Time flies. You know that. But it doesn’t mean you have to fly with it. In fact, let me make a case for taking it slow and simple.
Two years ago, when I was still living in the hustle and bustle of London, slow and simple wasn’t even in my dictionary. However, fast, busy and complicated were. And not in a good way.
Sure, I had a job I loved as The Happyologist and nothing made me happier than seeing the transformations my many clients went through. Working for myself, I got to create my own schedule and call my own shots but somehow the speedy city life sucked me into a manic routine of running from one place to another with very little time to stop and breathe.
If work wasn’t on the agenda, social events and training and competing my horse were. I was stretched way too thin and ended most days feeling depleted and drained. Really, it was the opposite of slow and simple and I knew I couldn’t keep it up for much longer.
Then, when the opportunity to move to rural France in Autumn 2018 came up, I jumped at the chance. It was the perfect time to slow down the pace and switch to a simpler lifestyle. Or so I thought.
The first six months were just as manic as they had been in London. Sure, the fresh country air cleared my lungs and the healing energy of nature wrapped itself around me. But I still struggled to slow down and ended up looking for ways to stay busy. This wasn’t difficult as my horse had come to France with me, we had a 3-month-old puppy in the house and we were living in our old, converted barn that needed plenty of love.
My husband and I threw ourselves into the renovations, so much so that it took us six months to do what we were meant to do in two years. Needless to say, I was feeling a bit drained again. More fulfilled for sure, but again a little low on juice. That’s when I knew I needed to slow it down. I decided to take 2019 off as a sabbatical from client work and focused my energy on building our new life in France. It worked. By the time autumn 2019 came around, I was feeling calmer and more content than ever.
That’s why when it came to choosing a word for 2020, I chose simplify.
Initially, I actually chose minimalism but after sitting with it for a month, it didn’t feel right. Somehow, a girl with a big travel rucksack with all her belongings in it comes to mind when I think of that word and I didn’t like it. It also brought too much pressure to eliminate too much from my life and hence I looked for the next best thing, which ended up being simplify.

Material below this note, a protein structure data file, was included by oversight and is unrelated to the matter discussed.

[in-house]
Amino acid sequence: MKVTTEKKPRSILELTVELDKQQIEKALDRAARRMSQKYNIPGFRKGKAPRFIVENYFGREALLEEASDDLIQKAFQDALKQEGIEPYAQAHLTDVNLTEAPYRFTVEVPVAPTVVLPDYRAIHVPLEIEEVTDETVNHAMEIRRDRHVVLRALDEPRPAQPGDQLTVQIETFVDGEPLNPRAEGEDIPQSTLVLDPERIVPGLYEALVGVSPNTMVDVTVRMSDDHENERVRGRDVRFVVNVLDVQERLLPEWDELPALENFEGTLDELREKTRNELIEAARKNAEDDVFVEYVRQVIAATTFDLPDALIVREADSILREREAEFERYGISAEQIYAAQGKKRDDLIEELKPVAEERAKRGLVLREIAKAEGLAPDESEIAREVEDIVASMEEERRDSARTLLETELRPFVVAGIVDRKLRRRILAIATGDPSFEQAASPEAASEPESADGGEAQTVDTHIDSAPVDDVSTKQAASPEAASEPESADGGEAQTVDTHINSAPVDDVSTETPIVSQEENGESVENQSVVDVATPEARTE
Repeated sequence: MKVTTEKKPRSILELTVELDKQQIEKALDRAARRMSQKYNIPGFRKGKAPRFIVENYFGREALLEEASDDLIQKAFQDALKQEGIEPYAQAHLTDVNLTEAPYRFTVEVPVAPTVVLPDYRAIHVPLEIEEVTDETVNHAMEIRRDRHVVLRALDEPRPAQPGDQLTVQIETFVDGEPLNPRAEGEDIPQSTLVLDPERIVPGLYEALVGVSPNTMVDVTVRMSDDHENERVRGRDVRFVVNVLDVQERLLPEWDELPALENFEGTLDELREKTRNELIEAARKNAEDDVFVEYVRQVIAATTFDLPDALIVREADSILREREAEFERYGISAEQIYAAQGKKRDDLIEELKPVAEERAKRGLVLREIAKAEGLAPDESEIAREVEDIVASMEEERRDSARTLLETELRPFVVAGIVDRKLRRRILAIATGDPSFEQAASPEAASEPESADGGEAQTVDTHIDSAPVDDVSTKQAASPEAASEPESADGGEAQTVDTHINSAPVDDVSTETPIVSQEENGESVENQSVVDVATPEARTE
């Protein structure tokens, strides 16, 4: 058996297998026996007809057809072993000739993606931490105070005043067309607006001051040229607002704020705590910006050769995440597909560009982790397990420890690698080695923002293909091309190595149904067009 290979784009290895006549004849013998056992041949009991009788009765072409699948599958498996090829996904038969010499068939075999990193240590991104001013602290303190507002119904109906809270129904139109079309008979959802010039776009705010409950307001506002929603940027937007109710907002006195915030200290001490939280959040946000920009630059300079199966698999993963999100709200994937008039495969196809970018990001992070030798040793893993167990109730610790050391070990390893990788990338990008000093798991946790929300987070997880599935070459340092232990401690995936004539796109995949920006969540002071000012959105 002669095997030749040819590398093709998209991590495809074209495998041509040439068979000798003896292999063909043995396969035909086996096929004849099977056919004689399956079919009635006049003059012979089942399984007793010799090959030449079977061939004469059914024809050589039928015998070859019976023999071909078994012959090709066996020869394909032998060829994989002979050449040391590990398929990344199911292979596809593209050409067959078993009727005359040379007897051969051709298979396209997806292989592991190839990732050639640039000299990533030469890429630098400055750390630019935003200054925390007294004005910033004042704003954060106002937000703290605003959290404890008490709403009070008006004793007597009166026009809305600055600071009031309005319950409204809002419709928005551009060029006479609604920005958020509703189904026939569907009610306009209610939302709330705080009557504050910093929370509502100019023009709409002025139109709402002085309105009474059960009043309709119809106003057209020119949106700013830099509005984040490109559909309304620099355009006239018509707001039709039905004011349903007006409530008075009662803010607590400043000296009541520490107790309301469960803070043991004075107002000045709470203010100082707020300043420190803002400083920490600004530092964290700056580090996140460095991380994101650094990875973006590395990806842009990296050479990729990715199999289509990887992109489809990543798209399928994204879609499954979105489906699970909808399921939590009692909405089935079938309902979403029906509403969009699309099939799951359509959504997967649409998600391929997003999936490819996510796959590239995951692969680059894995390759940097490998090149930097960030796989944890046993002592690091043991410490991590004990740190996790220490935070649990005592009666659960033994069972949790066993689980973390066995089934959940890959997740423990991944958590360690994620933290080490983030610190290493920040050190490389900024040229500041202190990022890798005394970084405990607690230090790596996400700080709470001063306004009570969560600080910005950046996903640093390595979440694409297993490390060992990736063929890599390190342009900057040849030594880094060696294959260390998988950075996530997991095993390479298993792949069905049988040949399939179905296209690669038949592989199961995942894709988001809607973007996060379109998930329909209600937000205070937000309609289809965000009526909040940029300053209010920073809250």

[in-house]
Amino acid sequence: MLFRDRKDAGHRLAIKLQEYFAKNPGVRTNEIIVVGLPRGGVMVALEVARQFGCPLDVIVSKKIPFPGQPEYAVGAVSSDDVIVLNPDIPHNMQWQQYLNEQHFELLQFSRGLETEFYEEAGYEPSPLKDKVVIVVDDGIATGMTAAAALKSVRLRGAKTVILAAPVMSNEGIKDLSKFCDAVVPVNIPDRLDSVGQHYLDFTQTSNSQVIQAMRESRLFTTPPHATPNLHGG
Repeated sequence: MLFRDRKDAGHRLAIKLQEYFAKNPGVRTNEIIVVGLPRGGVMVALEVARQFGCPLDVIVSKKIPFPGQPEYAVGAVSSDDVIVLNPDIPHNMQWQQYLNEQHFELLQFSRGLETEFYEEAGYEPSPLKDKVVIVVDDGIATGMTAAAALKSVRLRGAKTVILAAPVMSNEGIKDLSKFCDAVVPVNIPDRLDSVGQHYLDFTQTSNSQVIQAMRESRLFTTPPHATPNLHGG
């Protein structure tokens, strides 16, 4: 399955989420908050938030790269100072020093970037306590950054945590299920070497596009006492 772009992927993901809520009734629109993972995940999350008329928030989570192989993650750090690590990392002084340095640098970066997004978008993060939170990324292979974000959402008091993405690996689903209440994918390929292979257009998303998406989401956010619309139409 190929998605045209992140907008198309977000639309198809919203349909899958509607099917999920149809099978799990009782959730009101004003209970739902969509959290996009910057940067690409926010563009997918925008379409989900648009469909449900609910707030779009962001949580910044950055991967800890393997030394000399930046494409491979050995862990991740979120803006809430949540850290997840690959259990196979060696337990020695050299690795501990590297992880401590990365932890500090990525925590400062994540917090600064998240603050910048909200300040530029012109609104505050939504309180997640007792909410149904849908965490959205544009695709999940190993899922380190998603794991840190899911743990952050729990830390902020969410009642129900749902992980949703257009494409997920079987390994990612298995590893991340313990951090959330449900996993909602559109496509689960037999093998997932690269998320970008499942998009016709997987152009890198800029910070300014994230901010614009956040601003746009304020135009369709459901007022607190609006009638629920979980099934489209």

Focus on what matters most and eliminate what doesn’t. This makes it very easy for you to prioritise and opens up a lot of your time and energy. It’s amazing how much time you realise you’re wasting when you take a good, hard look on how you spend your time. By simplifying your work, you’ll only do the important things and have a lot more energy and time to do even more fun stuff.
Unitask. That’s right. Do one thing at a time. When you’re focusing on a task, put your phone on silent or aeroplane mode, and turn your email notifications off. Just focus on what your number one priority is right now. Finish one task before starting another one. Take your time. Do it well. Enjoy it.
Do a major house cleanse. I’m talking every cupboard, every drawer, and every storage box. Just don’t try to do it all at once. Take your time with it and you’ll do it properly. If it takes you the whole year to do this, that’s ok. That simply means you’re doing it well! The only things left in your house should be beautiful or practical – or better yet, both!
I’ve been practising Marie Kondo’s Tidying up method for years but I want to take it a step further and create a capsule wardrobe. This means a lot fewer clothes, shoes and accessories, but a lot more joy as everything (or at least most of) what is left you love. This means some major purging is on the agenda and I can’t wait. I find it incredibly cleansing to purge!
Say no to events you are not excited about. Avoid scheduling things in a way that forces you to rush from one place to another. Leave space for reflection and for some me-time. Leave space to just be.
A simple life means simple relationships. It means focusing on a select few quality ones rather than overwhelming yourself with a million ones. This can be a hard one to swallow but it’s one you are in charge of. You know whether you’re an extrovert or introvert and how much socialising you enjoy to do. You know which people in your life are lifting you higher and which are holding you back. Be honest with yourself about this.
Simple aligns with sustainably as less is wasted. What you cook, you eat. What you wear, you love. The things you buy, you cherish. You go for organic and fairtrade when you can. You try to eat less meat and more local.
Do things for pleasure and progress, not recognition. Don’t do them because you’ve always done them but because you genuinely currently enjoy them. For example, I used to compete with my horse 10 to 20 times a year. When I came to France and took a break from it, I realised I didn’t miss it. So I haven’t gone back to it. I’m not saying I never will but I’m saying that pleasure takes priority over anything else. If the thought of competing doesn’t excite me, I’m not doing it again until it does.
In short, if you want to keep it slow and simple, eliminate the unnecessary stresses, hassles and tasks from your life. Do only what matters and do it well. That’s how you win at life. That’s how you create your very own path of calm and contentment.